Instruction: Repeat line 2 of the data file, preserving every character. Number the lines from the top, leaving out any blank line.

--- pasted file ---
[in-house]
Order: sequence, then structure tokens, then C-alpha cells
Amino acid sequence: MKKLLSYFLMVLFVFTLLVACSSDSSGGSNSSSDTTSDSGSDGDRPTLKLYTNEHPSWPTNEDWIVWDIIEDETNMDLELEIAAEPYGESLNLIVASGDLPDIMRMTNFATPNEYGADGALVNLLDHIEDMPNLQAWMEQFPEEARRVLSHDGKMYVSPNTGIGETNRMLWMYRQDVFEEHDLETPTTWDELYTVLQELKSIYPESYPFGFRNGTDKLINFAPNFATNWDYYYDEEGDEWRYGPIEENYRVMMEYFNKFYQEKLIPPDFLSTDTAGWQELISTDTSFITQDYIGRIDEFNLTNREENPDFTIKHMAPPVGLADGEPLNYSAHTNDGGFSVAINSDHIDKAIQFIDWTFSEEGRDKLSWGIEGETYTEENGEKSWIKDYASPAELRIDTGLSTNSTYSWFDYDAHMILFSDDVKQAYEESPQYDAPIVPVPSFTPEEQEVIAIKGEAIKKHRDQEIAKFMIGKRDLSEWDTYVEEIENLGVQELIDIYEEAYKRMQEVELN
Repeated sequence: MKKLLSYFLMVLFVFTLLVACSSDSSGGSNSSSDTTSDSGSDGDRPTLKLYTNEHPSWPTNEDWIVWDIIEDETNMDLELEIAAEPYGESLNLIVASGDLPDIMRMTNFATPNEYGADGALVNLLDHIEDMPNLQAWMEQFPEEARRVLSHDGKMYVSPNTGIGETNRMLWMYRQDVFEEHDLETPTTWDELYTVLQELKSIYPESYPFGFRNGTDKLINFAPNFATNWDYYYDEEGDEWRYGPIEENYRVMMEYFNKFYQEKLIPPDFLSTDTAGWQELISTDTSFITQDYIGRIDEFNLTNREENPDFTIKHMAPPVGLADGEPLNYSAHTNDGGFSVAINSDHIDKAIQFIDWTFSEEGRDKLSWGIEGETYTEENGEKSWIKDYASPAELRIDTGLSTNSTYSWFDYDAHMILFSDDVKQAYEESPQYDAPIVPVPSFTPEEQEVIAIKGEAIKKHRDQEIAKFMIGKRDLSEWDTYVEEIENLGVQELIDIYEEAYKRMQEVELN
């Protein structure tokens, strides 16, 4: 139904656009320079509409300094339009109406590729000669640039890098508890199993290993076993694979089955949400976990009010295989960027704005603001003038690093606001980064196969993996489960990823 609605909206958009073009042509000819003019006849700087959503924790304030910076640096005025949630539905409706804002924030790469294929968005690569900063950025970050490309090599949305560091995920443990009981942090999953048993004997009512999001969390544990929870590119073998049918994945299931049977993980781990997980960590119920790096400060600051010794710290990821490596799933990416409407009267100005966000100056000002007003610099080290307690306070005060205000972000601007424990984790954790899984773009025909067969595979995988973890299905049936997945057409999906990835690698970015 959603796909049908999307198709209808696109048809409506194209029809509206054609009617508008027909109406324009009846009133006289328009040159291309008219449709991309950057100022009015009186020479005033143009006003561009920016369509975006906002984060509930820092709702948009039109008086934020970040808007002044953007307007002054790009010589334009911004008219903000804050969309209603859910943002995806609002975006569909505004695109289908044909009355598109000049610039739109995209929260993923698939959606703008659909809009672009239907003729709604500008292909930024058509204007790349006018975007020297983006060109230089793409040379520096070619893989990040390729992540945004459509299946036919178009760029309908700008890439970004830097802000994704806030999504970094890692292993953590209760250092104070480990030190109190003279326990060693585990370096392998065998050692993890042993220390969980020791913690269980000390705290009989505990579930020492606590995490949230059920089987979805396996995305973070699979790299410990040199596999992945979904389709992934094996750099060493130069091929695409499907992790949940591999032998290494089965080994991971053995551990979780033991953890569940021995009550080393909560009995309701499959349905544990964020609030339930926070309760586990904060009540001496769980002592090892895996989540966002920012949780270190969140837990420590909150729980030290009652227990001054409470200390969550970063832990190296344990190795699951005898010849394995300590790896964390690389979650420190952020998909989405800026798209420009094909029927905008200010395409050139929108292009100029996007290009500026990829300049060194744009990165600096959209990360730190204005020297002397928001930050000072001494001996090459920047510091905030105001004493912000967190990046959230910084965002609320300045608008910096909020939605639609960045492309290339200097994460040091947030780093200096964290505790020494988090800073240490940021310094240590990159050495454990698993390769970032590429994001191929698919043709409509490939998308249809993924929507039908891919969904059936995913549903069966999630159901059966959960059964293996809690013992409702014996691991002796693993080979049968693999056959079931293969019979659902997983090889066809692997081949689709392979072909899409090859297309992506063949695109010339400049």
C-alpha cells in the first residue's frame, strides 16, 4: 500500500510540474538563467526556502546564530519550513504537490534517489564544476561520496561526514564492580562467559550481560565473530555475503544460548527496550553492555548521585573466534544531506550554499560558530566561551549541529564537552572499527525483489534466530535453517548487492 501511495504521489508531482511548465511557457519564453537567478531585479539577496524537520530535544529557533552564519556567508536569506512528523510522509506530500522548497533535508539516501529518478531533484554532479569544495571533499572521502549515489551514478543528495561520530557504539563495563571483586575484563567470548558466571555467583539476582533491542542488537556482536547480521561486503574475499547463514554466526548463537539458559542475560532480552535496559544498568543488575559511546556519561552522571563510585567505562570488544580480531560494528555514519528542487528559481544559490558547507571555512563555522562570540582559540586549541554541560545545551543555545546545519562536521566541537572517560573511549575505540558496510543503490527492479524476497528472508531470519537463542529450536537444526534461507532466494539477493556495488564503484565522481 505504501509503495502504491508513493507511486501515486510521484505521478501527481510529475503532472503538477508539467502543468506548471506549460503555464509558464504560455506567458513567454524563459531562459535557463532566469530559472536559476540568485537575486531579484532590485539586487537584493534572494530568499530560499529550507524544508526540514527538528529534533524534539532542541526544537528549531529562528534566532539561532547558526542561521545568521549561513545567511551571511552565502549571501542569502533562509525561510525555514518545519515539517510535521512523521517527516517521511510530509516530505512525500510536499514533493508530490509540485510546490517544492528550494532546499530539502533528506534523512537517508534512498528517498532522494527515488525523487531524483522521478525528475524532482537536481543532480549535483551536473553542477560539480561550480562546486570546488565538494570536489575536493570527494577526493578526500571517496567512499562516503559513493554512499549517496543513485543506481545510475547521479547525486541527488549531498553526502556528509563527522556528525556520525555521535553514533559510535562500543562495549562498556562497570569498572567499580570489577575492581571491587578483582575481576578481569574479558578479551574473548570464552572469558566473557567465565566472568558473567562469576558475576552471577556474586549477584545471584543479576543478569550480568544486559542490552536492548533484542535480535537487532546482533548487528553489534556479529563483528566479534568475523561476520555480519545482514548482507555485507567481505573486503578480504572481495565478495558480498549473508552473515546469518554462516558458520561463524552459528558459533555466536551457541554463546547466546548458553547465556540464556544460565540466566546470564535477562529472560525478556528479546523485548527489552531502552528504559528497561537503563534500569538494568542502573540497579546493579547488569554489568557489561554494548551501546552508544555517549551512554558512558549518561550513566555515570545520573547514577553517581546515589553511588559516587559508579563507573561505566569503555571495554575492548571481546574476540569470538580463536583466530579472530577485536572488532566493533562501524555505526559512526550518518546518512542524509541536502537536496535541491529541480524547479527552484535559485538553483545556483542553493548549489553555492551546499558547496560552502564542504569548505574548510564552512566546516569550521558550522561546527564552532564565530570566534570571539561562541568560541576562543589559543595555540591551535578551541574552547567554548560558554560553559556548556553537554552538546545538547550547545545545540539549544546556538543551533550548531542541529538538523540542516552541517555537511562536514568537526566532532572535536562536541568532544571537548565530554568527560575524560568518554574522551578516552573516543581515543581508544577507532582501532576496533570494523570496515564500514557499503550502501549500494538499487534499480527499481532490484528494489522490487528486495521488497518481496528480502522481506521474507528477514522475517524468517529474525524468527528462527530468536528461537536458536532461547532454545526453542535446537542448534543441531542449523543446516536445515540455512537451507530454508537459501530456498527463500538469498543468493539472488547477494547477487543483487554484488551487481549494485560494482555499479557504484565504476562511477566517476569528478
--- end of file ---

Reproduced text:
Order: sequence, then structure tokens, then C-alpha cells